The Google Summer of Code program aims to get new developers started with open-source software development. This year, there are two Dart organization projects. Not all the ideas from the Dart team were selected for a project, maybe you can pick one of the remaining ideas as a personal project.
Tim Sneath is leaving Google. He joined the Flutter team in late 2017 and, since version 1.0, Tim has successfully led it. He has been crucial to the success of the framework. Google is known to kill projects, even fairly used ones. At Google, it seems that starting a project is more beneficial for your career compared to maintaining and improving existing ones. So when I see people leaving the team, I do get a bit worried. Let’s hope that, like Android and Youtube, Flutter is considered too big to fail.
I never tried it before. Apparently, Flutter 3.10 enabled wireless debugging with hot reload on iOS. I do not see my life getting any easier with it, but it does look cool to have one fewer cable on your work desk. Learn more about it in Flutter iOS Wireless Debugging Is Awesome by Robert Brunhage.
Droidcon Berlin is an upcoming three-day conference about Android development. This year Fluttercon, the largest(?) Flutter conference in Europe, will be co-located with it, for a total of hundreds of talks, 10 tracks, and thousands of attendees. The agenda is not available yet, but you can already check the list of speakers with the title of their talk. Are you unable to attend the conference? Check Flutter & Friends in Sweden next September.
The Google I/O keynote was focused on AI but we also got plenty of Dart and Flutter sessions. At the same time, the Dart and Flutter teams published an article on Dart 3, one on Flutter 3.10, and a more general one about both.
Welcome to issue number 100. Thank you everybody for sticking around. If you also like to listen to people discussing Flutter, Beyond Flutter is a new podcast by Max Weber. It joins other active podcasts; It’s all widgets! and Flying High with Flutter. In the first (non-introductory) episode, Hubert Białęcki and Marcin Wróblewski, mobile developers at Monterail, join Max to discuss “the world of cross-platform development, discussing the benefits of Flutter, industry trends, AI-powered tools like ChatGPT and Copilot X”.
Google I/O content was announced this week and there are some interesting talks about Dart and Flutter. Reading the titles, I think nothing really new will be presented. You can already find references to those talks in content that is already available online. Nevertheless I am going to watch the Material 3 and and Impeller related talks. What about you?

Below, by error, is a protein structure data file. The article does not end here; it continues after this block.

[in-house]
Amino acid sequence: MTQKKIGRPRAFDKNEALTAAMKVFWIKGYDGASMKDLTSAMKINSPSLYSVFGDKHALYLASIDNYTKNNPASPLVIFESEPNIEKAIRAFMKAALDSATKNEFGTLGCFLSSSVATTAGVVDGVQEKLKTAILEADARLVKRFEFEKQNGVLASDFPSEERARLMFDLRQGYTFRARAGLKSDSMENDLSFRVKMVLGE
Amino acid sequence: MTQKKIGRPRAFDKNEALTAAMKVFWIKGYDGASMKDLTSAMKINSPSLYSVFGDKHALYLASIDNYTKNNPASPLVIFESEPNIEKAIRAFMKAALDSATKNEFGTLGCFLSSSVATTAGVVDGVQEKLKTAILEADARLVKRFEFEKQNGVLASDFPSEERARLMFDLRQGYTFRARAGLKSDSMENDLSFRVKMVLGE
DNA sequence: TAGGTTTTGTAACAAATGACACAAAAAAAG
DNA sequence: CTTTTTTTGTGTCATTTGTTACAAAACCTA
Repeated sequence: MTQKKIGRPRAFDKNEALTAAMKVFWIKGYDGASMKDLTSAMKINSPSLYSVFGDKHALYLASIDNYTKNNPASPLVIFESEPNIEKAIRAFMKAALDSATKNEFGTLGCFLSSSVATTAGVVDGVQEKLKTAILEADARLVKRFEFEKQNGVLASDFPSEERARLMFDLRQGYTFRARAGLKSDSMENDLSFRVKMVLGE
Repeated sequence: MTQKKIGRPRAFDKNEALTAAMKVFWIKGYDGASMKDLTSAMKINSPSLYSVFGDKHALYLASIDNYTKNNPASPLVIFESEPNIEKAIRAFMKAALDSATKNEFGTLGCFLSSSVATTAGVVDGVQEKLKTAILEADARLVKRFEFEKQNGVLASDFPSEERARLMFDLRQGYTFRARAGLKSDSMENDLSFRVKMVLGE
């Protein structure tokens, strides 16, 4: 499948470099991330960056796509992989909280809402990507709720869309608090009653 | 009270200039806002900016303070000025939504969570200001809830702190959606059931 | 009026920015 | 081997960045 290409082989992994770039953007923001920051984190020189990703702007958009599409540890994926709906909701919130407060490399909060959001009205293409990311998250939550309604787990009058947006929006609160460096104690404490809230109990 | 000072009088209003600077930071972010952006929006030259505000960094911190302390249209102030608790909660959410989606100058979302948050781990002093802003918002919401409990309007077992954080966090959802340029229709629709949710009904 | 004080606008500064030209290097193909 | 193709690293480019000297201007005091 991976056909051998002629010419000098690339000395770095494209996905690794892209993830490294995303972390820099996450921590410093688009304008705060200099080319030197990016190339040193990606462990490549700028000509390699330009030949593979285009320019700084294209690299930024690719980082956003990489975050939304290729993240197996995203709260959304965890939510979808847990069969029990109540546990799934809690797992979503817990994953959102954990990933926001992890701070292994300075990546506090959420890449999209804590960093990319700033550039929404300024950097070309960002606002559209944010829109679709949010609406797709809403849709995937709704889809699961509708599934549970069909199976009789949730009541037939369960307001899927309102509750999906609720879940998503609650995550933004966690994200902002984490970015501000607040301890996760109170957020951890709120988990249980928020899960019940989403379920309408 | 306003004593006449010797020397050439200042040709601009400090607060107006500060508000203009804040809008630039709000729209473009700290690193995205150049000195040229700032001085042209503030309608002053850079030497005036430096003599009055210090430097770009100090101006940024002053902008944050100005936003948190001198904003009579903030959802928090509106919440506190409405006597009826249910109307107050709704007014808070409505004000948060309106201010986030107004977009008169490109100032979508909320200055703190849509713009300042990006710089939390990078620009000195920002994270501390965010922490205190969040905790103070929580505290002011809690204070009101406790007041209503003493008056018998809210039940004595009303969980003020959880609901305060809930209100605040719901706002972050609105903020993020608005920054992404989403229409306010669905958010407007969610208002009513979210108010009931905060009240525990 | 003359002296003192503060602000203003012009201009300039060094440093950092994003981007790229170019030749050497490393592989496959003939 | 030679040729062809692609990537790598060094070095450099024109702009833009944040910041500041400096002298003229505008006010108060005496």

Rive announced a GameKit for Flutter. It helps you building performant games that use the Rive animations. It can also integrate with Flame. The Rive Editor, the main product from Rive, is built with Flutter, so it makes sense that they chose Flutter for their new GameKit.
The Flutter team added a new video series, The Flutter Build Show, to all the others like Observable Flutter; Learning to Fly; Decoding Flutter; Flutter in Focus - I bet you forgot about this one; The Boring Flutter Development Show. Plus the package and widget of the week series. I am not sure about the differences between this new show and the others but I hope it will touch on more advanced topics. What do you think?
Google I/O has been announced and Flutter is going to be in it, as usual. Make sure you do not miss it on May 10.
The Flutter team published the strategy and roadmap for 2023, a must-read for developers who wants to keep using Flutter in the long-term. You can also read a more technical roadmap for 2023, which is always publicly available next to the Flutter code.
As usual, after a break there are a lot of interesting articles to catch up. So enjoy this rich issue spanning from upcoming features and chat bots, to UI-centric in-depth articles and some backend related ones.
These days, relying on huge cloud providers can result in bad surprises. Such surprises can become very costly, especially for hobby projects. A way to avoid them is to self-host the services you need.
Dart 3 is getting closer, with a long list of changes. Articles about the new features are starting to appear so that you can have a preview of what you can do with them. In this issue, I link a couple of them, but I am sure we will get to read more in the upcoming weeks.
This year there have been, and there are still, massive tech layoffs. The biggest tech companies are letting go many employees, as they increased their headcounts a lot in 2021. What can you do now to help you fall on your feet in case you lose your job in the near future?
A lot of architecture links in this issue of the newsletter. A couple of them are about Clean architecture in Flutter, using the BLoC pattern. The very last link, instead, is more about architecture in general in software projects.
Realm is a mobile-first database with SDKs available for Swift, Kotlin, React Native, and others non-mobile stacks. This week MongoDB announced the availability of a Realm SDK for Flutter/Dart as well. It is open source and the Dart team posted an article about it. The SDK calls the C++ Realm library using dart:ffi. If you have used Realm in other projects you can now port your knowledge to Flutter projects as well.
As usual, right after an official Flutter event, community created content slows down a bit. Expect fewer links this week. Regarding Flutter Forward, Craig Labenz reviewed in a live stream the submissions for the
There was Flutter Forward this week. Do not despair if you didn’t watch live. You can watch the video or, even better, read the articles shared by the Flutter and Dart teams.